That’s a very difficult question to answer as I enjoy so many different kinds of music. However, if I have to go back to who the major influences were in my formative years on bass, I’d have to say James Jamerson and Paul McCartney. At the time I didn’t know who James Jamerson was, but every time I heard a Motown record on the radio (as I said, we had no TV then), I would be mesmerized by the bass lines. I still am – particularly when listening to Marvin Gaye’s “What’s Going On”. As for Paul McCartney, I’ve always identified strongly with his melodic approach. Another bassist from that era that deserves a mention is Maurice Gibb from the Bee Gees. Now there was an underrated player. Just listen to his lines on “Gotta Get a Message to You”, for example. He could be just as inventive, yet tasteful, as McCartney. Of course, there was Jaco too – enough said! He was stupendous and such an unnecessary, pointless loss to the world of music. Like Hendrix, Mozart, Beethoven and Schubert, musical genius of that caliber seems irrevocably linked with tragedy. Apart from the more contemporary virtuosos like Victor Wooten and Stanley Clarke, and amazing performers such as Flea, a guy who is really pushing the boundaries in upright bass these days, is Brian Bromberg.
I can go on and on, and then I won’t even have touched on the non-bass playing luminaries who have been such an important part of my ongoing musical education. I think particularly of Bach, Rachmaninoff, Chick Corea, Herbie Hancock, Tania Maria, Tierney Sutton and our own Zolani Mahola and Amanda Strydom, to mention just a few.
Talking about great South African artistes like Zo and Amanda Strydom, what about your favourite South African bassists?
I was just going to get there. I don’t think that it’s at all surprising that we have so many good bass players here in South Africa, seeing as so much of our music is traditionally bass-driven. I think particularly of Victor Masondo, Bakithi Kumalo, Musa Manzini, Concord Nkabinde and my old bass mentor Spencer Mbadu..oh, lets not forget Alistair Andrews and great bassist/arranger/producers like Denny Lalouette and Schalk Joubert. You’d better ask me another question if we’re not going to get stuck here……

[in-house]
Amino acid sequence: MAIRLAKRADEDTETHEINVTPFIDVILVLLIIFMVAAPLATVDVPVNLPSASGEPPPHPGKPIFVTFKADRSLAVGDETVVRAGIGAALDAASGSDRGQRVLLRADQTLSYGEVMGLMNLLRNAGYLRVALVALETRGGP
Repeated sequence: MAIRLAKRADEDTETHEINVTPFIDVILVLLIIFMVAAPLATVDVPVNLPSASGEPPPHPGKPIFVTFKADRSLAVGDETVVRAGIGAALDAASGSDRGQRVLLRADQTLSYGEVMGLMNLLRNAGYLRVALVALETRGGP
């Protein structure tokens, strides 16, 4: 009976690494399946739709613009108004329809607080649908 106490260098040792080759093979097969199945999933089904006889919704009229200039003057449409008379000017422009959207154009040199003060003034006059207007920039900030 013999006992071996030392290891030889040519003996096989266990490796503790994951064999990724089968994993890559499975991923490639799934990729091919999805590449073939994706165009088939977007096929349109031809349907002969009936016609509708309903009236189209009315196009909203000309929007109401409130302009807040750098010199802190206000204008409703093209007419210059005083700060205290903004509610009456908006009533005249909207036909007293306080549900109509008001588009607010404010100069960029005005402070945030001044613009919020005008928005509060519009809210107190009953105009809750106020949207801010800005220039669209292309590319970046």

Ok, well then tell me what amps and instruments you currently use?
I have a 2006 Warwick Thumb Limited Edition 4 string bass that I use mostly for rock and blues. It’s a beautifully made custom shop instrument with a P/J pickup configuration – very versatile. It also slaps like a monster.
For all my electric jazz gigs, I use a Brian Bromberg designed 5 string bass that I can best describe as a Jazz bass on steroids. Its made in Korea by Dean, and just shows how much the Far East is beginning to feature when it comes to quality bass instruments. It has a very crisp, clear sound, thanks to the Bartolini pickups that have replaced the original Dean’s (the Barts were intended to be installed in the American version of this bass which was ultimately never produced). This is a great instrument to solo on. Both this bass and the Warwick have been fitted with ramps.
I also have a Fender Precision fretless – well, at least nominally. Its been made up using bits and pieces of other Fenders and modded to include a jazz pickup at the bridge. It also has an epoxy-coated fingerboard so that I can use roundwounds without sawing through the neck (laughs).
My upright is a c1955 Czechoslovakian no-name carved top model with a plywood flat-back. I love it. It’s a bit beaten up but that just adds to its character. I’ve fitted it with a K&K 4-transducer bridge pickup including onboard K&K pre-amp. I use an Aphex Bass X-Citer pedal to help clean up any mid-range honkiness. From there, it goes into a PA, which I prefer to a bass amp as it gives me a more natural sound. This system works pretty well and didn’t cost a fortune. I often get compliments about the sound when I’m using it.
My favourite strings are DR High Beams or Lo-Riders, depending on the bass I’m playing. I have to buy these over the internet as they’re not readily available in South Africa. When I can’t get them, I use Elixirs just because they keep their tone so long, although the DR coated strings also last well.